How long does a Cat lives – Learn from here

How long does a Cat lives – Learn from here

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Pets generally have shorter lives than us. Adopting a dog or a cat has many positive things, but it also implies that at some point there will be an inevitable and painful goodbye.

Knowing how many years a cat will live will allow us to know what stage of life it is in, what health problems it may have and how to ensure a good quality of life for it.

Cats are fairly long-lived animals, and their lifespans have only increased thanks to better and better veterinary care, good nutrition, and a generally more comfortable, friendly, and threat-free environment.

There are significant differences in life expectancy between domestic cats and stray cats: the former live much longer than the latter. In this article, we’ll tell you how long cats live indoors and outdoors, how their lives unfold, and what you can do to ensure your pet spends as much time as possible with you.

How long does a domestic cat live?

The life expectancy of a domestic cat is made up of many different factors: genetics, diet, the care it receives, the environment it lives in and pure chance. The life expectancy of a well-fed and well-groomed domestic cat can range from 12 to 20 years. The average life expectancy of cats is around 15 years.

This figure is only indicative. There are cats that have reached their 20s in surprisingly good health, while others will likely die before their first decade of life due to disease.

There are also clear differences in lifespan between cat breeds: common European cats, for example, tend to live longer than Persians.

According to the Guinness Book of World Records, the world’s longest-lived feline is Flossie, the handsome cary, who turned 27 in 2023, the equivalent of 120 human years.

How long does a stray cat live?
Homeless cats generally live much less than domestic cats. In other words, the same cat, without any physical or other differences, is more likely to die prematurely outdoors than indoors.

Homeless cats.

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Life for homeless cats can be different depending on whether the animals are part of a controlled colony (which are usually cared for at least to some degree by volunteers) or completely self-sufficient. However, either way, it’s a tough life.

Stray cats face problems such as:

Difficulty accessing all the food and water it may need Exposure to bad weather: excess water, cold and heat… Fights and accidents that can seriously injure the cat, but no one can do anything about it Parasites and infections (such as ringworm, scabies, intestinal worms and many other problems). All cats can be infected with it, but, again, homeless animals suffer from it more often, and no one can help them or take them to the vet.

Bottom line: outdoor felines hunt as much as they can, sleep where they can, and are prone to all sorts of illnesses without treatment. It is a routine full of difficulties and stress, which results in a much shorter life expectancy.

On average, a stray cat lives between 2 and 5 years: less than a third of what a domestic cat lives.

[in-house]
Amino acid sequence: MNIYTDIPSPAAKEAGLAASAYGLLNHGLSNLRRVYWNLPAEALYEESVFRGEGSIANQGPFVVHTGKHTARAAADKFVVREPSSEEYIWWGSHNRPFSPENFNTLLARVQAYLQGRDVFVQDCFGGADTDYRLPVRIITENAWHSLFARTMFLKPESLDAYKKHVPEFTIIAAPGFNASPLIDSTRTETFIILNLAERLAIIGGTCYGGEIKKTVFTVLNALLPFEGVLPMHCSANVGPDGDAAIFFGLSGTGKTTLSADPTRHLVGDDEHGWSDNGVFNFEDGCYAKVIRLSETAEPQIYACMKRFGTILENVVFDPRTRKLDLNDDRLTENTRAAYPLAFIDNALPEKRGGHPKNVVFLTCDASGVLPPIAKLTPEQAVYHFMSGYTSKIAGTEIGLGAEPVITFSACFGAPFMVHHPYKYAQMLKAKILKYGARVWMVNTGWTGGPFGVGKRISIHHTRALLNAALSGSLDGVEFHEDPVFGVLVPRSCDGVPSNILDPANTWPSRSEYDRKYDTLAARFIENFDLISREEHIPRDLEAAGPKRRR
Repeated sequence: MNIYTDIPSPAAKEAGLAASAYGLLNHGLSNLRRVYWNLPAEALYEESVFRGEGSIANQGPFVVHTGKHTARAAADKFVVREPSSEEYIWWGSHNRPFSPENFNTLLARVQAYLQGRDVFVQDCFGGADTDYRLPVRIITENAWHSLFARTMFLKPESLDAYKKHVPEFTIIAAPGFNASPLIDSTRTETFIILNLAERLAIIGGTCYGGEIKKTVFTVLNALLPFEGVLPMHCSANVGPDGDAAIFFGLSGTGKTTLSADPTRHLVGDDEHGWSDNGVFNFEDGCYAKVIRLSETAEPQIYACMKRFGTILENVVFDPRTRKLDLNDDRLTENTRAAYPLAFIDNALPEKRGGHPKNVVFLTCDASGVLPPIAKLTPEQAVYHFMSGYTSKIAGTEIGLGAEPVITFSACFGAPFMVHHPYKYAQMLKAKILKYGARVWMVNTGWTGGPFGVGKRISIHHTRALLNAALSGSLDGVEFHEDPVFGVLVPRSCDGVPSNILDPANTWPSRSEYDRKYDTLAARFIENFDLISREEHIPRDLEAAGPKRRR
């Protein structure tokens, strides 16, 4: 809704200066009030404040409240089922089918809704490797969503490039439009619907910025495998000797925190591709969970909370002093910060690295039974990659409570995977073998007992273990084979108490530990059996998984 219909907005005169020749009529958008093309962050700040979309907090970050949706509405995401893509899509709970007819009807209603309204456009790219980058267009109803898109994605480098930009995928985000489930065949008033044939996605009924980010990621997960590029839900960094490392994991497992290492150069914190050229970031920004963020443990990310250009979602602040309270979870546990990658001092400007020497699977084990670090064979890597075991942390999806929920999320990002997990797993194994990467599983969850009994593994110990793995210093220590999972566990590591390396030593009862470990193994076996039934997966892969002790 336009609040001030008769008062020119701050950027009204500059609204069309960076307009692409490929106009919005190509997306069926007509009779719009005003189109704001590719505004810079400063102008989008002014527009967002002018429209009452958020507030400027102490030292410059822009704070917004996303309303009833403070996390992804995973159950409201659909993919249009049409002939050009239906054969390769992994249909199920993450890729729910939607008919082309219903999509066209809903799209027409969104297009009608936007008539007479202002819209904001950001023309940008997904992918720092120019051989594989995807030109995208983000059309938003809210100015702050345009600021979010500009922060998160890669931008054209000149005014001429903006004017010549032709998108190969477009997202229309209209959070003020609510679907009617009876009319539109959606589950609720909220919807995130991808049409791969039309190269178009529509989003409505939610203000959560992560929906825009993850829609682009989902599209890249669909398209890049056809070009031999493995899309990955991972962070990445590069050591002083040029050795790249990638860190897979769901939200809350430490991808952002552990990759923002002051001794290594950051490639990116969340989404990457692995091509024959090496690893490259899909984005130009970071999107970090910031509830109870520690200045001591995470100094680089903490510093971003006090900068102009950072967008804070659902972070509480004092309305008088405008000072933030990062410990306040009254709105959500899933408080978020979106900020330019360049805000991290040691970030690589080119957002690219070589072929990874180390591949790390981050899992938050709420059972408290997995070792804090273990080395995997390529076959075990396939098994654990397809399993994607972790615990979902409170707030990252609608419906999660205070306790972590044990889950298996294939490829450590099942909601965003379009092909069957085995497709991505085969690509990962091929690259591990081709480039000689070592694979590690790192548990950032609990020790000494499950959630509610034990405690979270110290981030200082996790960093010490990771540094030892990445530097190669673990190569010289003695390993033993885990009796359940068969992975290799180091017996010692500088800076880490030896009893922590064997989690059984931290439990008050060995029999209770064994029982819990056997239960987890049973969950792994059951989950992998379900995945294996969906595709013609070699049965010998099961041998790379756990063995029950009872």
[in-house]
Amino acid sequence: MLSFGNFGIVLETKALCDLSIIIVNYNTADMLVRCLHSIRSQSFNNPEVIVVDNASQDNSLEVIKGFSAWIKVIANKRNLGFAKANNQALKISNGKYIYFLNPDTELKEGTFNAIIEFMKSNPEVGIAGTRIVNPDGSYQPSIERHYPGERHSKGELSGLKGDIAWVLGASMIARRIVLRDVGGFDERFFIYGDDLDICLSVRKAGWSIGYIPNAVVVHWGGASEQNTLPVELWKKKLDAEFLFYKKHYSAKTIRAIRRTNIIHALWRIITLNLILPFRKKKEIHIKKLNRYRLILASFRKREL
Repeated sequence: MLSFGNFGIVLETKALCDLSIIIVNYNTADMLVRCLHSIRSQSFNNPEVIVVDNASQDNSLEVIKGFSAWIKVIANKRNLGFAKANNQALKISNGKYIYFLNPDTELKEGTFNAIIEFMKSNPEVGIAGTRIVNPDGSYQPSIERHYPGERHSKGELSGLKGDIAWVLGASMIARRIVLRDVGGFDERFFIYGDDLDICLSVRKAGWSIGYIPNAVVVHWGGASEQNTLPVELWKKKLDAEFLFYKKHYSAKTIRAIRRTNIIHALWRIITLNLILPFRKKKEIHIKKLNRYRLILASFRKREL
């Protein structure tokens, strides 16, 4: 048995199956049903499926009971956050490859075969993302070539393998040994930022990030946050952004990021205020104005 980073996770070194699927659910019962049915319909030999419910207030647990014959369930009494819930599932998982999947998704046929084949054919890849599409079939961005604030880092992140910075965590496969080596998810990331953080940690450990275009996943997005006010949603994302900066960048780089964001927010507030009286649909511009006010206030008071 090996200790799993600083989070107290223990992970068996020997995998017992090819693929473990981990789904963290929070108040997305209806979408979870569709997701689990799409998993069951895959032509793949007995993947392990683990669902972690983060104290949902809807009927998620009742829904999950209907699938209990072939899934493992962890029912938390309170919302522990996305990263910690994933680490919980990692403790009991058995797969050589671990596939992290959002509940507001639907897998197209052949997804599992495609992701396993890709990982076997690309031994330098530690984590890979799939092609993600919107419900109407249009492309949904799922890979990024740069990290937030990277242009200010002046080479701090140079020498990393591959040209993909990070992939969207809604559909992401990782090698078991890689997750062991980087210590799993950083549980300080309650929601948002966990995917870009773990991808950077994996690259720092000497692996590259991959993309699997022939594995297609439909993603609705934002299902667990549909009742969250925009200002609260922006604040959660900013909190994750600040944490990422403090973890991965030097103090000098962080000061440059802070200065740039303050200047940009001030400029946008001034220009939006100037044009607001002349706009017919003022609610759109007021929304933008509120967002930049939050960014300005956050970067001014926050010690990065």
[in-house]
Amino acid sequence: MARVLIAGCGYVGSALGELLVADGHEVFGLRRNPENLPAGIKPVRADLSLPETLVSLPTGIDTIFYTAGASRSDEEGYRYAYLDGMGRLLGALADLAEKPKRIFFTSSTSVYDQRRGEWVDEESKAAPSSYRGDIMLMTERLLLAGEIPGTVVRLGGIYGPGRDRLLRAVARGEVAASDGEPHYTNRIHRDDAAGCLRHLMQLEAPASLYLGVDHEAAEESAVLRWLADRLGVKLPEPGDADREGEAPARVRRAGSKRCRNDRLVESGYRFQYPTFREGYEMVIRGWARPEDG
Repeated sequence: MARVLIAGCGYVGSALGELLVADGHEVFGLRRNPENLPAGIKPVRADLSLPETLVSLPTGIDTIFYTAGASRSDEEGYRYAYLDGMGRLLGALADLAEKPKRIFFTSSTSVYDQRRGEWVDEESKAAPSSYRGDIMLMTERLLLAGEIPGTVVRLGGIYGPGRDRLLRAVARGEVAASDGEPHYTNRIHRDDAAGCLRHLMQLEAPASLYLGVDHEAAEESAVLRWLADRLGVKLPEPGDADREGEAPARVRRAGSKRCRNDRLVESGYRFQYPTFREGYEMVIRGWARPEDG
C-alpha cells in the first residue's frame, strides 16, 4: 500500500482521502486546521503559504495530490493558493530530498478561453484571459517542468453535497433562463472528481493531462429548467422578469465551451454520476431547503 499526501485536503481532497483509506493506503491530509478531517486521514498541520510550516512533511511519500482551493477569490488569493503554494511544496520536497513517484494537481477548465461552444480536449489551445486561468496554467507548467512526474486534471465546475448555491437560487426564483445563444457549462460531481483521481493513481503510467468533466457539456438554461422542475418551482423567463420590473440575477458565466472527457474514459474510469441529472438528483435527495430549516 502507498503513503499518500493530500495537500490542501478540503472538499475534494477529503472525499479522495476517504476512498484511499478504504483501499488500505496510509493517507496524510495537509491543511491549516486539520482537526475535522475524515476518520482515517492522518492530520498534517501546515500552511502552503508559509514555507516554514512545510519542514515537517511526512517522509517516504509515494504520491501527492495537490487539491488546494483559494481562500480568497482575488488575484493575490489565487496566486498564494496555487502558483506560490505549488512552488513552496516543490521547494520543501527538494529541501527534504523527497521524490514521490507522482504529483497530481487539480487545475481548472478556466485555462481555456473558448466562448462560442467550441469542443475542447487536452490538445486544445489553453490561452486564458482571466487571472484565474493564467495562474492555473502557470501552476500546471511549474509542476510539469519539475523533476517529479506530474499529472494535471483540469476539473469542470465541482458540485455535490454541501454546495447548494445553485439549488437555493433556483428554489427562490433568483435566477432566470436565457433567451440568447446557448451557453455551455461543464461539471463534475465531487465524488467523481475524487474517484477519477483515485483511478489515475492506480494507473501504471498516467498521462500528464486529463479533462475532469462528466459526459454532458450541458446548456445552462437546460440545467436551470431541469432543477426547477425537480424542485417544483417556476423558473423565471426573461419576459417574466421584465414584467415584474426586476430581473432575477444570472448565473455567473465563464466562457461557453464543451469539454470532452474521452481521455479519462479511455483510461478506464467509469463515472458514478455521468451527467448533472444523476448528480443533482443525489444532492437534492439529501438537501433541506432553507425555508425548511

Cat life stages
Cats go through four stages: puppies, youngsters, adults and seniors. From adulthood, it is not easy to guess the age of a cat just by looking at it.

Kitten in the hands of the owner.

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Kitten (0 to 6 months): This is the phase marked by development at all levels. The kitten is constantly growing, and regardless of breed, it will show curiosity, playfulness, and a constant desire to learn about the world around it. It’s time to start educating and socializing them.

Juvenile (7 months to 2 years): This is an intermediate stage between a calf and an adult. Cats are still playful and restless, but are reaching puberty and may breed and develop unwanted behavior if steps are not taken to prevent it.

Adult (3-10 years): As adults, well-behaved cats with no behavioral problems will behave calmly and regularly. However, it is necessary to provide them with physical and mental stimulation as well as quality food to prevent typical problems such as obesity.

Seniors (10 years and older): Senior cats are at higher risk of illnesses and health problems and require more attention, vigilance and care. Even when healthy, senior cats are usually very calm and sleep up to 90% of the day.

How to increase the lifespan of a domestic cat?
We can’t control all the factors that affect a cat’s lifespan, but we can influence many. In general, a well-groomed cat is much more likely to live a long and healthy life, regardless of breed. To increase your cat’s lifespan, you can do the following:

Watch his diet and offer him quality food. Choose a cat food according to its age, needs and physical characteristics and avoid overfeeding it or giving it human food. Also, make sure she drinks as much water as she needs.

Try to get your cat to exercise daily. Give your cat at least 30 minutes a day and get him moving. If you need to motivate her, use cat toys. Don’t forget about mental stimulation, too: cats can learn tricks and benefit from mind games just as much as dogs.

Consider sterilizing her. Castrated cats generally live longer and are less vulnerable to diseases such as pyometra, psychological pregnancy, testicular pathologies, etc. They are also often more docile and level-headed.

To the vet.

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Take care of his health. Always be on the lookout for any symptoms that indicate your cat has a health problem. Perform regular (at least once a year) veterinary examinations with her and scrupulously respect the schedule of vaccinations and dewormings.

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